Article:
A yarning session and some kangaroo stew provided the perfect relaxed surroundings to discuss concerns about the COVID-19 vaccine with clients at Nidjalla Waangan Mia on 12 May.
WA Primary Health Alliance (WAPHA) joined forces with practice staff, two service providers and well known local Dr William Walker at Nidjalla Waanga Mia to host the yarning session.
Thirty Aboriginal community members from Kwinana and around the Peel region gathered to ask questions and voice concerns about the COVID-19 vaccine rollout.
“How many people in the room have had a blood clot?” Dr Walker asked at the beginning of the session.
Seven attendees raised their hands. Dr Walker then asked how many had developed a clot following their COVID-19 vaccination – none had.
Dr Walker used this example to explain to the group how statistically unlikely it is to get a blood clot from the COVID-19 AstraZeneca vaccination.
Among the group were several clients who had real concerns about the risk of getting a blood clot from the vaccine.
Following the session four clients – fears allayed – immediately booked to have the vaccine that day.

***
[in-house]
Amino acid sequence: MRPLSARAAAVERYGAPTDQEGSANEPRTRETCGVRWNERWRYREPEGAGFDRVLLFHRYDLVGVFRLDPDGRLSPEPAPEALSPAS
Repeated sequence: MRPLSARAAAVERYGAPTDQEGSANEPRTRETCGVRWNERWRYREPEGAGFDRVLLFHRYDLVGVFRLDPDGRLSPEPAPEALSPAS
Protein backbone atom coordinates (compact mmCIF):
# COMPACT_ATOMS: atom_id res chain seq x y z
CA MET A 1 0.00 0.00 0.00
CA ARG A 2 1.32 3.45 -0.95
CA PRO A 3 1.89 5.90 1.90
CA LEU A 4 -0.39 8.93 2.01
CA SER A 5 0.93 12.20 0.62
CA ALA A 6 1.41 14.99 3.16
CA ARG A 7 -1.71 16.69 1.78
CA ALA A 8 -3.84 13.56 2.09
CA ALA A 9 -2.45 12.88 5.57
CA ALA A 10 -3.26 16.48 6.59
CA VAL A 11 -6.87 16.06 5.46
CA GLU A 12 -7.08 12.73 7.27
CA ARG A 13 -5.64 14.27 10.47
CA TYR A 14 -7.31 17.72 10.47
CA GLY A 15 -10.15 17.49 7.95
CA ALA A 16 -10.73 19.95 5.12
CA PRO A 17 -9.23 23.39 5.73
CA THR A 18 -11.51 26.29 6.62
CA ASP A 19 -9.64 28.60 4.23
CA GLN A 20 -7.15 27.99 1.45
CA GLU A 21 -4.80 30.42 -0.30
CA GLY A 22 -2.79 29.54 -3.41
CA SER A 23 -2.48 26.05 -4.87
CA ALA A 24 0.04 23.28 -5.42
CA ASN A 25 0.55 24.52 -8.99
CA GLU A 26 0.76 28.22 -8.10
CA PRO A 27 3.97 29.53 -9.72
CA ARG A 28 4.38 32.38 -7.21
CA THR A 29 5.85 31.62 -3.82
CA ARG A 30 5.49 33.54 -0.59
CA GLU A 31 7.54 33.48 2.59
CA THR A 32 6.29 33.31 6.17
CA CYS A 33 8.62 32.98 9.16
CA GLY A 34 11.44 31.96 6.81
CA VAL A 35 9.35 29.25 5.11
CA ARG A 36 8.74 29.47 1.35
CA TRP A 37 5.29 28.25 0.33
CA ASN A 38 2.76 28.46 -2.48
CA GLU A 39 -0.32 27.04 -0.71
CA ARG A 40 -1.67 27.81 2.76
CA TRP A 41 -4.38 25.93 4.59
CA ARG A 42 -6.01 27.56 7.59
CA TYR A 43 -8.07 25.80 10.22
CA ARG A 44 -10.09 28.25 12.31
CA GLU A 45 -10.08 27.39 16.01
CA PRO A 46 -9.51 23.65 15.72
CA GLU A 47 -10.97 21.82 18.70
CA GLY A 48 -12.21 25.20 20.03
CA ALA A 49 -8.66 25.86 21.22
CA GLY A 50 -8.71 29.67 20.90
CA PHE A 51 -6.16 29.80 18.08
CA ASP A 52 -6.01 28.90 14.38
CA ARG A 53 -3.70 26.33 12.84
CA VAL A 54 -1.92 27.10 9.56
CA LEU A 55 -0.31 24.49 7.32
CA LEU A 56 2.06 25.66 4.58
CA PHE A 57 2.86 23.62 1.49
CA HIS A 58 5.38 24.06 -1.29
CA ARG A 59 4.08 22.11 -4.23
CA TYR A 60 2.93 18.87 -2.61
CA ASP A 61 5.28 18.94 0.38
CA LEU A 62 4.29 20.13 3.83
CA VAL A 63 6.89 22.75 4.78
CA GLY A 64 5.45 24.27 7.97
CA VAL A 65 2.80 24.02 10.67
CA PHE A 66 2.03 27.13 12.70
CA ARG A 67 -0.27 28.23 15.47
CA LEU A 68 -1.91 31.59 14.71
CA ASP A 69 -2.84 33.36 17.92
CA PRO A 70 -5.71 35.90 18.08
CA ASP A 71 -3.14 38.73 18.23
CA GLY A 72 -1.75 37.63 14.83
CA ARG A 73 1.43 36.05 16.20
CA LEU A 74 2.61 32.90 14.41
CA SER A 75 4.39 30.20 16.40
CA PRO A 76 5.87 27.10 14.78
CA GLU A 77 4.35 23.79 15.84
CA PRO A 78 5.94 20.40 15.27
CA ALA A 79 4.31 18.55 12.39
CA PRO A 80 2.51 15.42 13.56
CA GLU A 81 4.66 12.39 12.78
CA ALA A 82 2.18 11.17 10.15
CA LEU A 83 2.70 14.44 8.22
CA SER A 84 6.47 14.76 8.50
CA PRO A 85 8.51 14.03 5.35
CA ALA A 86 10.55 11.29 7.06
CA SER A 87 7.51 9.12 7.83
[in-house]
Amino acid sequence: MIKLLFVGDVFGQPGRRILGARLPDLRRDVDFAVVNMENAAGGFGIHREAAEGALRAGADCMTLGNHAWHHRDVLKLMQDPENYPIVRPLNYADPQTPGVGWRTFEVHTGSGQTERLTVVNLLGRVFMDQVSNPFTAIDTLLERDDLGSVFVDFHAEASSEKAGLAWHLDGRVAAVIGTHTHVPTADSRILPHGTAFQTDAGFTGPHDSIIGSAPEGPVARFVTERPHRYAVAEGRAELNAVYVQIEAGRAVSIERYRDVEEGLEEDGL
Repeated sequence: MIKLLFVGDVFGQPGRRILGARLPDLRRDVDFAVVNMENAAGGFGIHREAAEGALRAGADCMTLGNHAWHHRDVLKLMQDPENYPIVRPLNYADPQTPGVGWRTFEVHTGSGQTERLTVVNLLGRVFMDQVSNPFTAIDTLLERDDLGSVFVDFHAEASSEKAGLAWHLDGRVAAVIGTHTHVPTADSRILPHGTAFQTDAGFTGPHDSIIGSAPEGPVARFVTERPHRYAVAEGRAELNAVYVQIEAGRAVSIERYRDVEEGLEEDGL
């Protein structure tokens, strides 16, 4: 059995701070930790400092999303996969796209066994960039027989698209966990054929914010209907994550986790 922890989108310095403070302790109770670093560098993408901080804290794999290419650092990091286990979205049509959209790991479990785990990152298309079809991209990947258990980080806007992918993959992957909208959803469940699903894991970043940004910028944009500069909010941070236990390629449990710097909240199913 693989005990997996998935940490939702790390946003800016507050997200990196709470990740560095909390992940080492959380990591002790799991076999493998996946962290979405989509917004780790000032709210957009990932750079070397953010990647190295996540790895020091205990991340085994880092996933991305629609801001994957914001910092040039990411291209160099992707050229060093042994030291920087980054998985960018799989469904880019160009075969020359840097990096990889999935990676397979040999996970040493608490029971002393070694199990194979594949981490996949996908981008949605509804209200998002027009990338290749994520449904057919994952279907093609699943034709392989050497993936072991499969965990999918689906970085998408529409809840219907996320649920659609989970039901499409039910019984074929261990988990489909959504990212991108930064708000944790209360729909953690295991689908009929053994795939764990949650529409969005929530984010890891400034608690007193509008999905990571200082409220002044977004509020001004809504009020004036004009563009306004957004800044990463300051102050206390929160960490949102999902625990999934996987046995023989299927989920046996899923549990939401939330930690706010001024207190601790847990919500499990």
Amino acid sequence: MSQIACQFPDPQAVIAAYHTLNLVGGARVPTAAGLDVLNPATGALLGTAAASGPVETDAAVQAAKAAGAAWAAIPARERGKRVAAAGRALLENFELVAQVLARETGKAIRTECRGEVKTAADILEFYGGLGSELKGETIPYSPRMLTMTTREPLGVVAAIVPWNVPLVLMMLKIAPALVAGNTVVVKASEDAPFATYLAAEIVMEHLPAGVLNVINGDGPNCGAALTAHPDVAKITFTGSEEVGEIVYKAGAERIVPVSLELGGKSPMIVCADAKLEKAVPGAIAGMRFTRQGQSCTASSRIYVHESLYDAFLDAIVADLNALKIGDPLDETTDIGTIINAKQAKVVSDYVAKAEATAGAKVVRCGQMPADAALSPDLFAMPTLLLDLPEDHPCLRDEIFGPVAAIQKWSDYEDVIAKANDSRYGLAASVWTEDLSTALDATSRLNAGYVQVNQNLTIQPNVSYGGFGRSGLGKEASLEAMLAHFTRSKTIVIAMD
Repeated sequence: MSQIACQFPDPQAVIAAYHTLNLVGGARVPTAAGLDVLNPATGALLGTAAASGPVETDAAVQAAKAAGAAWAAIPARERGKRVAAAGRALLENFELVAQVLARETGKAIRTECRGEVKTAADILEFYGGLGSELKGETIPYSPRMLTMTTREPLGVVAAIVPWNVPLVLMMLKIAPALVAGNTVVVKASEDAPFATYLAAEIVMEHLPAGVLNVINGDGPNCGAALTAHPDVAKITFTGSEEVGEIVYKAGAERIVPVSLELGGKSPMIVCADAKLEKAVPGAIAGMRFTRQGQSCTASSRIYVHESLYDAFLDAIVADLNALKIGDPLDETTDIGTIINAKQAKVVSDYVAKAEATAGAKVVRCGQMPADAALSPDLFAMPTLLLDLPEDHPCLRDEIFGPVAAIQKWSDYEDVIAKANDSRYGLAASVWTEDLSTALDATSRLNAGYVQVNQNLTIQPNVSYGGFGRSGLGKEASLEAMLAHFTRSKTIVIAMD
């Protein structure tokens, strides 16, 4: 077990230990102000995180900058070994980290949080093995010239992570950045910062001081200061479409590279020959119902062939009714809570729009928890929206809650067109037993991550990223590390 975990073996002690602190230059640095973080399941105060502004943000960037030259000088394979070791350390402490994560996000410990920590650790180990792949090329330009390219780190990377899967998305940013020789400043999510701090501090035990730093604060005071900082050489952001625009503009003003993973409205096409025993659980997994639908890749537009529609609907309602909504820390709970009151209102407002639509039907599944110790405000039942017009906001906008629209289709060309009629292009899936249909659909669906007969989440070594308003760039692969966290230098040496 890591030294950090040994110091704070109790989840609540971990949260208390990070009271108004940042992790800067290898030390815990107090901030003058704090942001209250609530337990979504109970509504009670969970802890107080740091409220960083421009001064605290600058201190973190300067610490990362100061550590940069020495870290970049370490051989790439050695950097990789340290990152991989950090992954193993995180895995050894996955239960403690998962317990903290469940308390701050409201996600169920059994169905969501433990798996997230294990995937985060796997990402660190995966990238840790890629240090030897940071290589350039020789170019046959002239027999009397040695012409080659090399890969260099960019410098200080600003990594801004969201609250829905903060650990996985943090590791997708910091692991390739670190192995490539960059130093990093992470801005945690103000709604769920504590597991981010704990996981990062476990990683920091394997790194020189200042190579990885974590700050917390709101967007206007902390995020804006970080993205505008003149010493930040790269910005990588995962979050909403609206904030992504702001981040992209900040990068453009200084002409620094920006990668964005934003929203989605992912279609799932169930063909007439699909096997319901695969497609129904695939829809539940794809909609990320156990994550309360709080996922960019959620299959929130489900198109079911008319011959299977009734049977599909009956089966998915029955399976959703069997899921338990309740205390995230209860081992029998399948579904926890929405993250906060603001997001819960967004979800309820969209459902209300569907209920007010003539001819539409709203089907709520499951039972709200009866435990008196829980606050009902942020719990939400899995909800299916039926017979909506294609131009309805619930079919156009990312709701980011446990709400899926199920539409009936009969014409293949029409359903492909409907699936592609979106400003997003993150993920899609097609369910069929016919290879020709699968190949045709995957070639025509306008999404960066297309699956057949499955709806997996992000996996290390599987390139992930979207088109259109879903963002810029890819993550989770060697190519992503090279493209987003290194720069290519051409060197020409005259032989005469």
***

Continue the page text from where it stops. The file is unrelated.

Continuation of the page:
Previously, three of them had refused to have the COVID-19 vaccine.
The session was followed by lunch – including warm kangaroo stew and damper.
The attendees from Kwinana also asked for a follow up yarning session for elders who weren’t able to attend.
Nidjalla Waangan Mia has been part of the COVID-19 vaccination rollout since April and will begin administering second doses to clients next month.
Nidjalla Waangan Mia is part of WAPHA’s Comprehensive Primary Care Program which aims to build capacity and capability within primary care.
Aligning to the principles of the Patient Centred Medical Home (PCMH) model, it ensures care is co-ordinated, accessible and locally based, where possible.